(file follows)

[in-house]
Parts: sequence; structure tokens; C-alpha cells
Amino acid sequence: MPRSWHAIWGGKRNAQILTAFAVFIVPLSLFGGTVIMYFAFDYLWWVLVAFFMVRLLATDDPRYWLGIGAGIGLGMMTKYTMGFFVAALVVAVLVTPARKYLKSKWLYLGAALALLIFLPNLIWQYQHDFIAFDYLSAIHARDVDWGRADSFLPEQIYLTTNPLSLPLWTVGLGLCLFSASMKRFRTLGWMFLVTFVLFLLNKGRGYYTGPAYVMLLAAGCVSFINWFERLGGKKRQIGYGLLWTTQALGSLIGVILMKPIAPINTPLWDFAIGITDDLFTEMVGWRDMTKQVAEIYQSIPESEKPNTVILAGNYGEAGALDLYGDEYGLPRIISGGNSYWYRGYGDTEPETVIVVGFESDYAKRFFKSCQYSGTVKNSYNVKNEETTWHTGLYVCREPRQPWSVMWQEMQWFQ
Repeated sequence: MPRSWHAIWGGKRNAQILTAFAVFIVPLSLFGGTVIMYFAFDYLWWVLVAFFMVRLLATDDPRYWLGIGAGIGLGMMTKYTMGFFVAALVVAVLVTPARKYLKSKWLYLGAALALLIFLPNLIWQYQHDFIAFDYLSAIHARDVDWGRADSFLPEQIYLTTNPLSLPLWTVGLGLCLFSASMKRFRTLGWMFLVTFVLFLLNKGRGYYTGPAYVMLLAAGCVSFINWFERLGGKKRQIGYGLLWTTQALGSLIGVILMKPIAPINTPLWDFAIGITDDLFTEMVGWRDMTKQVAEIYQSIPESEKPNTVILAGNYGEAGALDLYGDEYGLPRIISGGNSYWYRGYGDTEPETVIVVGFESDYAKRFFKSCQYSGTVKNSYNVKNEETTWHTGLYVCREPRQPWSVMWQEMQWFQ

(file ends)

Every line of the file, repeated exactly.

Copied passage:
[in-house]
Parts: sequence; structure tokens; C-alpha cells
Amino acid sequence: MPRSWHAIWGGKRNAQILTAFAVFIVPLSLFGGTVIMYFAFDYLWWVLVAFFMVRLLATDDPRYWLGIGAGIGLGMMTKYTMGFFVAALVVAVLVTPARKYLKSKWLYLGAALALLIFLPNLIWQYQHDFIAFDYLSAIHARDVDWGRADSFLPEQIYLTTNPLSLPLWTVGLGLCLFSASMKRFRTLGWMFLVTFVLFLLNKGRGYYTGPAYVMLLAAGCVSFINWFERLGGKKRQIGYGLLWTTQALGSLIGVILMKPIAPINTPLWDFAIGITDDLFTEMVGWRDMTKQVAEIYQSIPESEKPNTVILAGNYGEAGALDLYGDEYGLPRIISGGNSYWYRGYGDTEPETVIVVGFESDYAKRFFKSCQYSGTVKNSYNVKNEETTWHTGLYVCREPRQPWSVMWQEMQWFQ
Repeated sequence: MPRSWHAIWGGKRNAQILTAFAVFIVPLSLFGGTVIMYFAFDYLWWVLVAFFMVRLLATDDPRYWLGIGAGIGLGMMTKYTMGFFVAALVVAVLVTPARKYLKSKWLYLGAALALLIFLPNLIWQYQHDFIAFDYLSAIHARDVDWGRADSFLPEQIYLTTNPLSLPLWTVGLGLCLFSASMKRFRTLGWMFLVTFVLFLLNKGRGYYTGPAYVMLLAAGCVSFINWFERLGGKKRQIGYGLLWTTQALGSLIGVILMKPIAPINTPLWDFAIGITDDLFTEMVGWRDMTKQVAEIYQSIPESEKPNTVILAGNYGEAGALDLYGDEYGLPRIISGGNSYWYRGYGDTEPETVIVVGFESDYAKRFFKSCQYSGTVKNSYNVKNEETTWHTGLYVCREPRQPWSVMWQEMQWFQ